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Austin v. Smith

United States District Court, E.D. Wisconsin

August 2, 2018

DAVID D. AUSTIN, Petitioner,
v.
JUDY P. SMITH, Respondent.

          ORDER

          LYNN ADELMAN DISTRICT JUDGE.

         Pro se petitioner David D. Austin seeks a writ of habeas corpus under 28 U.S.C. § 2254, challenging his state criminal conviction on numerous grounds. In support of his petition, Austin seeks leave to conduct discovery under Rule 6 of the Rules governing § 2254 cases. Austin has identified the following six items that he would like provided to him: (1) a PowerPoint presentation used by the state during its closing argument; (2) all records, transcripts or audio recordings of Austin's phone calls recorded by or at the direction of the Winnebago County District Attorney's office; (3) any warrants referring to the petitioner or his residence; (4) all police reports related to the investigation or arrest of the petitioner; (5) receipts for all items seized from the petitioner's shared residence with Lee F., the mother of the victim; and (6) chain of custody information for items seized from the petitioner's shared residence with Lee F.

         “A habeas petitioner, unlike the usual litigant in a federal court, is not entitled to discovery as a matter of course.” Bracy v. Gramley, 520 U.S. 899, 904 (1997). Under prevailing case law, in order to obtain discovery, the petitioner must for each requested item “(1) make a colorable claim showing that the underlying facts, if proven, constitute a constitutional violation; and (2) show ‘good cause' for the discovery.” Tabb v. Christiansen, 855 F.3d 757, 763-64 (7th Cir. 2017); Hubanks v. Frank, 392 F.3d 926, 933 (7th Cir. 2004). “Good cause . . . cannot exist where the facts alleged do not provide a basis for relief.” Hubanks, 392 F.3d at 933. But “where specific allegations before the court show reason to believe that the petitioner may, if the facts are fully developed, be able to demonstrate that he is . . . entitled to relief, it is the duty of the court to provide the necessary facilities and procedures for an adequate inquiry.” Bracy, 520 U.S. at 908-9 (quoting Harris v. Nelson, 394 U.S 286, 300 (1969).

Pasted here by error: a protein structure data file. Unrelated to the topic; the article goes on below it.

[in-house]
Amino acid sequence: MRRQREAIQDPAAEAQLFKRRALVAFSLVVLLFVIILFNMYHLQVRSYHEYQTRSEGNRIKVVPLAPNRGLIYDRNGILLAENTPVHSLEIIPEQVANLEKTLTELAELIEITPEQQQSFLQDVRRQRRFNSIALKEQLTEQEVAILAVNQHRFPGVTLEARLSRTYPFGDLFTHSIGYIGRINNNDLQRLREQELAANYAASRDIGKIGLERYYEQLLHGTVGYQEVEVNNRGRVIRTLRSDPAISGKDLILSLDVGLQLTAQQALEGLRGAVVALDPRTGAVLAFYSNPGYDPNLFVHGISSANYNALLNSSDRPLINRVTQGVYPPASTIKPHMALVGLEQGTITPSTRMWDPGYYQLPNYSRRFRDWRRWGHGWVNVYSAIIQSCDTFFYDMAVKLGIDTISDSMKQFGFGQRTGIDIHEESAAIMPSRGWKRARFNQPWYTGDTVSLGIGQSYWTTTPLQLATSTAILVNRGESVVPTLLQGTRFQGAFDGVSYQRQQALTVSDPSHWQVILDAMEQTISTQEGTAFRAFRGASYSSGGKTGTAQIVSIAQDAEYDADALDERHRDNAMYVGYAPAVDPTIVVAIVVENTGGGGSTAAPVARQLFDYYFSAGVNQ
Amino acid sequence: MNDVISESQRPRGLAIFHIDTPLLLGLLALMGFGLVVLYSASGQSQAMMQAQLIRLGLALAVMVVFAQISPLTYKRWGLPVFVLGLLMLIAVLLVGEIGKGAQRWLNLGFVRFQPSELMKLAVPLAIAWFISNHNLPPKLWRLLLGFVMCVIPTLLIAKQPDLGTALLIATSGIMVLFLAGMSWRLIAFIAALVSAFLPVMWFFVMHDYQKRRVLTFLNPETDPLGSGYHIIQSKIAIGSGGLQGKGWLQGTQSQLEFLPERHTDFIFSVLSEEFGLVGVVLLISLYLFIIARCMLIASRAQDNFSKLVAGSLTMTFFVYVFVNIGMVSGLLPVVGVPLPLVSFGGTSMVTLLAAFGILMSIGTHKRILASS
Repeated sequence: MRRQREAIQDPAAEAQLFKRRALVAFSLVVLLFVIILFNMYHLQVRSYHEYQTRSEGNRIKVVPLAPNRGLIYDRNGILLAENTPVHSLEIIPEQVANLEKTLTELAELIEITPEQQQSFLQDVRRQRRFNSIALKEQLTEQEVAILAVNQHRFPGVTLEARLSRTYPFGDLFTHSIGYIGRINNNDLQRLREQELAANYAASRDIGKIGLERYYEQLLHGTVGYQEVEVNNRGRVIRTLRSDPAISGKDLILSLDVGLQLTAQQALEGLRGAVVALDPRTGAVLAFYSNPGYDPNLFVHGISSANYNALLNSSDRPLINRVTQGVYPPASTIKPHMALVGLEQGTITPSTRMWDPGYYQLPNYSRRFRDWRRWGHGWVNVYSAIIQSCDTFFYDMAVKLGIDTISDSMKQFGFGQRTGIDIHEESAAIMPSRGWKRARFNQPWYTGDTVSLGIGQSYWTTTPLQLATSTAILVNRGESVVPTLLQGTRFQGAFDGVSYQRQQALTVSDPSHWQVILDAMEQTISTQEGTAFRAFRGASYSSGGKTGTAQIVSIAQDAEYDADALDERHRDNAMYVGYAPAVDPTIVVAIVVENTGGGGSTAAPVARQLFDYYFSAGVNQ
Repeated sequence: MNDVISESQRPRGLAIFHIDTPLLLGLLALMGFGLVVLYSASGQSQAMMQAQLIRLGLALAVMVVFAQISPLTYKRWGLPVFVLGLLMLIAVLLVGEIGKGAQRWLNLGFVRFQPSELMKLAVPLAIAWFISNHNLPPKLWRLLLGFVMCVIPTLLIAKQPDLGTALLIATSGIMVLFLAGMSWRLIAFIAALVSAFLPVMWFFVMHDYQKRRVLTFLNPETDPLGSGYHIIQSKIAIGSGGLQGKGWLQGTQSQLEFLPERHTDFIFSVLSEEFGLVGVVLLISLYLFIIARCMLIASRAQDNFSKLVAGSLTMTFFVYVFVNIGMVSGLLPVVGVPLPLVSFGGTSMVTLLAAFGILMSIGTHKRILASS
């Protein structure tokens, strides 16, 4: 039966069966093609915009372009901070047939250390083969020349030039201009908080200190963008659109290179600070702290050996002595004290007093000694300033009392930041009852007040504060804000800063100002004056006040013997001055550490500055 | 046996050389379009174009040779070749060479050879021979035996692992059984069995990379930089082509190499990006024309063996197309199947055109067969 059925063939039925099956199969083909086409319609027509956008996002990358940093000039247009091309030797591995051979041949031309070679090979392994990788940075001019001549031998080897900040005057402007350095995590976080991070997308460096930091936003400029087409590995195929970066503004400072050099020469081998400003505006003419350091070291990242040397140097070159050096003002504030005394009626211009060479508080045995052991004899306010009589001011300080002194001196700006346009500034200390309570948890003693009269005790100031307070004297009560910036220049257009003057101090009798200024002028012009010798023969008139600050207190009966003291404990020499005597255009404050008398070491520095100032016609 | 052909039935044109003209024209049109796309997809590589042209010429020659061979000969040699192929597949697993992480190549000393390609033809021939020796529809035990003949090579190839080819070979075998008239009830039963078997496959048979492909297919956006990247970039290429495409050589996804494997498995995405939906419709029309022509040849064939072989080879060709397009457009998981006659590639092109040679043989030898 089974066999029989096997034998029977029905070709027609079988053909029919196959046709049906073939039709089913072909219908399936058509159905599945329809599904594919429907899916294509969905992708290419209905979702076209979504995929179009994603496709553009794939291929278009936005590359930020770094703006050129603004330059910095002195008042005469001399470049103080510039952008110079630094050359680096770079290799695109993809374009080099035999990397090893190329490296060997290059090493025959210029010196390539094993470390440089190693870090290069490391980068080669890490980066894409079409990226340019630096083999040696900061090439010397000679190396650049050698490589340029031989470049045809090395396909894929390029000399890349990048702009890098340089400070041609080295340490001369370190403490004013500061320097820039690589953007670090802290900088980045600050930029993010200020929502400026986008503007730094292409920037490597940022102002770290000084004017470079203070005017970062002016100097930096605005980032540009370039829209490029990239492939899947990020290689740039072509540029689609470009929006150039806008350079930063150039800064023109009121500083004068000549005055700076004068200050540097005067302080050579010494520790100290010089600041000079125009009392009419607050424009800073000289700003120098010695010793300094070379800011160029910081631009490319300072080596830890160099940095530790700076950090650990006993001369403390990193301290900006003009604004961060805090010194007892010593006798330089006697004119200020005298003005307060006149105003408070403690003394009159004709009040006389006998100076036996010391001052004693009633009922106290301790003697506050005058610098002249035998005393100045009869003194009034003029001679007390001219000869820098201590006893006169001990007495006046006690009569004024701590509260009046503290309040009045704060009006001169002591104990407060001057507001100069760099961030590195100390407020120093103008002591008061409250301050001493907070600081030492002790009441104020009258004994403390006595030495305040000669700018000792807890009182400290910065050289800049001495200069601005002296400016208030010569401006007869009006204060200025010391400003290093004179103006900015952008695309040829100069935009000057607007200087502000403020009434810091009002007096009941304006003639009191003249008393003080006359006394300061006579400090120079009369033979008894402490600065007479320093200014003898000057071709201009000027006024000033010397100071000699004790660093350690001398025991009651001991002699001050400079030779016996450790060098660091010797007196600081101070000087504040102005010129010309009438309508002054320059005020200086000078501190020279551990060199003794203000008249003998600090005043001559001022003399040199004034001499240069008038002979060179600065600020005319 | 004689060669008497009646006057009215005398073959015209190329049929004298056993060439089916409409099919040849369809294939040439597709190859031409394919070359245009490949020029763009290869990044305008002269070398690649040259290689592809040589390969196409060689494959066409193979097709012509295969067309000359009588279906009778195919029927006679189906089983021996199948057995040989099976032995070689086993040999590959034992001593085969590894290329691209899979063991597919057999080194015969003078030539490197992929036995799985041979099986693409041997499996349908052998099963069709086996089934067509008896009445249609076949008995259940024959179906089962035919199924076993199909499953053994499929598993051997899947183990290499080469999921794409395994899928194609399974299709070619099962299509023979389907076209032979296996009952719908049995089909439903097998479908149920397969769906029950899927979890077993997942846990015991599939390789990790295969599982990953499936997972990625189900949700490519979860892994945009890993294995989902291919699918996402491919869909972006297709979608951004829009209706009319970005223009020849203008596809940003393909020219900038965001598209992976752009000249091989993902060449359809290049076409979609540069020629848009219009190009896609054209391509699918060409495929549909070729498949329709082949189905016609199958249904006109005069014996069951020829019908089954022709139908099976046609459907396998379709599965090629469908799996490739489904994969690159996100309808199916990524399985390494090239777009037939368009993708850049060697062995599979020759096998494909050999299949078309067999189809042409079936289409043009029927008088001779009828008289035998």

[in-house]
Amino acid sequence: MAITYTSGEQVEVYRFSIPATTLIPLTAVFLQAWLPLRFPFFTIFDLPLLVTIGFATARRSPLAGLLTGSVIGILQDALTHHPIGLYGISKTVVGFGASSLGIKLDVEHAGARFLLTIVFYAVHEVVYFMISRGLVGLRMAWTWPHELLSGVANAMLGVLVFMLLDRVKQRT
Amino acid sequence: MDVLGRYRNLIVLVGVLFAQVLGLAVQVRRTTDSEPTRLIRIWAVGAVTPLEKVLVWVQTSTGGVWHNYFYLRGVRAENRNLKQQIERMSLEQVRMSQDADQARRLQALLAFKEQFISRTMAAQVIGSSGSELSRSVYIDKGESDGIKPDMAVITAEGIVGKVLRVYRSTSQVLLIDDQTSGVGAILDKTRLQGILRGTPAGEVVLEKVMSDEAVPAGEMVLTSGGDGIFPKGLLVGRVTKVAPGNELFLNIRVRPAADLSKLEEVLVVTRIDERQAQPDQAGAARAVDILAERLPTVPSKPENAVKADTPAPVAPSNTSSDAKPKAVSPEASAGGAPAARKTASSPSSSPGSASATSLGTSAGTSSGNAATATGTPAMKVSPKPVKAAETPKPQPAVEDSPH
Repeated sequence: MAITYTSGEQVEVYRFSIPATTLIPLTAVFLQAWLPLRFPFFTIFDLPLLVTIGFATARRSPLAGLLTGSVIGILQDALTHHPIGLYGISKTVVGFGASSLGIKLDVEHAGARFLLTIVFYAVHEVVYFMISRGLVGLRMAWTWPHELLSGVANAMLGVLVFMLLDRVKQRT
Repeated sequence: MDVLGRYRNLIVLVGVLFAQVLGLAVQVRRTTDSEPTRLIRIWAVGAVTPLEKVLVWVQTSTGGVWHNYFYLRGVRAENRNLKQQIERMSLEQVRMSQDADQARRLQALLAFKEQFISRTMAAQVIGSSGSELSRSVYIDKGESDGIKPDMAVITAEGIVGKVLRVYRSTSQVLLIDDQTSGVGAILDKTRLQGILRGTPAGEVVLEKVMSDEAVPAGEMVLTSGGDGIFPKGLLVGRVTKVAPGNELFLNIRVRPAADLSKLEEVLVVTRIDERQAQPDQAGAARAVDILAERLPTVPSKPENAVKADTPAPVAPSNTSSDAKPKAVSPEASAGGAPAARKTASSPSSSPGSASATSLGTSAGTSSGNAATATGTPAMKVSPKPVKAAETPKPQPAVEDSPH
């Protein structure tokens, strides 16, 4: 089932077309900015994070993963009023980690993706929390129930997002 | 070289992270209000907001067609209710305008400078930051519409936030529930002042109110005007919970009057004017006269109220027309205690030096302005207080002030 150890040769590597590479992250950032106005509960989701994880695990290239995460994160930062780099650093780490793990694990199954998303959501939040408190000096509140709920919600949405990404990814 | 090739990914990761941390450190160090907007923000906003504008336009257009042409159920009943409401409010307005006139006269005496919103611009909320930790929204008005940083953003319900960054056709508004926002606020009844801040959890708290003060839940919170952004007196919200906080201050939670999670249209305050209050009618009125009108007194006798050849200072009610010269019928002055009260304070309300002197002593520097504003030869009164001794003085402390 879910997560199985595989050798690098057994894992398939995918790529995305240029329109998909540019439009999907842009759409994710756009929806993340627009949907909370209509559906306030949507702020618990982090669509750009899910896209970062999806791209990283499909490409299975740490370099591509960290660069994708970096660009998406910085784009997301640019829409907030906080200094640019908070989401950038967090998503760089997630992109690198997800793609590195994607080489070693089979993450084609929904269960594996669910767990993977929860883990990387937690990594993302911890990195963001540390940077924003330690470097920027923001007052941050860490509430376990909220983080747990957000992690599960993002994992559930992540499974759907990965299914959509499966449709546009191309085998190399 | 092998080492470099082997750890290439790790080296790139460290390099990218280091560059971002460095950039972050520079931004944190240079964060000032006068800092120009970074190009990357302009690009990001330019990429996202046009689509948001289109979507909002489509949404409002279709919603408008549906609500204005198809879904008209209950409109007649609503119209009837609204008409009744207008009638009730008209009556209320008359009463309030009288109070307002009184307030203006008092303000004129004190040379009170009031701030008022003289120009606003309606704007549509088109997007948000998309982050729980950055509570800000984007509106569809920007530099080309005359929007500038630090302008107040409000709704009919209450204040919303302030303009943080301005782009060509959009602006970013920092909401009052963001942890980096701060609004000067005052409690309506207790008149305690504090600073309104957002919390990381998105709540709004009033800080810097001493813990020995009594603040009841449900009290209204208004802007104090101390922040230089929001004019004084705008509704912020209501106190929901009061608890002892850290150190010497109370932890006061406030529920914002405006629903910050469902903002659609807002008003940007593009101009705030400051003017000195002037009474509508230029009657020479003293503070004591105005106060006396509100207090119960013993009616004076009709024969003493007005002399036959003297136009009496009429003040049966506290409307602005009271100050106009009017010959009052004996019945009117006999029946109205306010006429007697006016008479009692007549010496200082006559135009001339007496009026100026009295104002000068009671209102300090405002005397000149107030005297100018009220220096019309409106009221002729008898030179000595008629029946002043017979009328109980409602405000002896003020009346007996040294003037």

Regarding the PowerPoint presentation, Austin has not established good cause for the discovery. Austin asserts that the prosecution “used [the PowerPoint] during closing arguments in an attempt to show the jury that the alleged victim was credible and that Austin's contention of innocence should not be believed.” Austin further asserts that the PowerPoint included a graph that according to the prosecution demonstrated the consistency between the alleged victim's various accounts of the incident. Austin argues that this graph was not based on evidence from trial, because it did not include instances of the victim denying that she had ever been touched sexually. It is true that improper statements by a prosecutor during closing arguments regarding the credibility of a key witness might be the basis of a constitutional claim---either a due process claim, or, if the defendant's trial counsel failed to adequately respond to the statements, a claim of ineffective assistance of counsel. However, broader consideration of the trial record does not support a conclusion that the petitioner here may be able to establish that he is entitled to relief on either of these theories. First, the trial court's instructions to the jury clearly stated that closing arguments were not to be taken as evidence. ECF No. 32-26 at 140. Second, at several points in her closing statement, the prosecutor acknowledged that the victim had at various times denied that the touching happened and discussed possible explanations for such denials. Id. at 151-158. Third, defense counsel's closing argument attacked the consistency of the victim's story. Id. at 169-170. Thus I cannot find reason to believe that discovery of this PowerPoint may enable the petitioner to establish a basis for relief.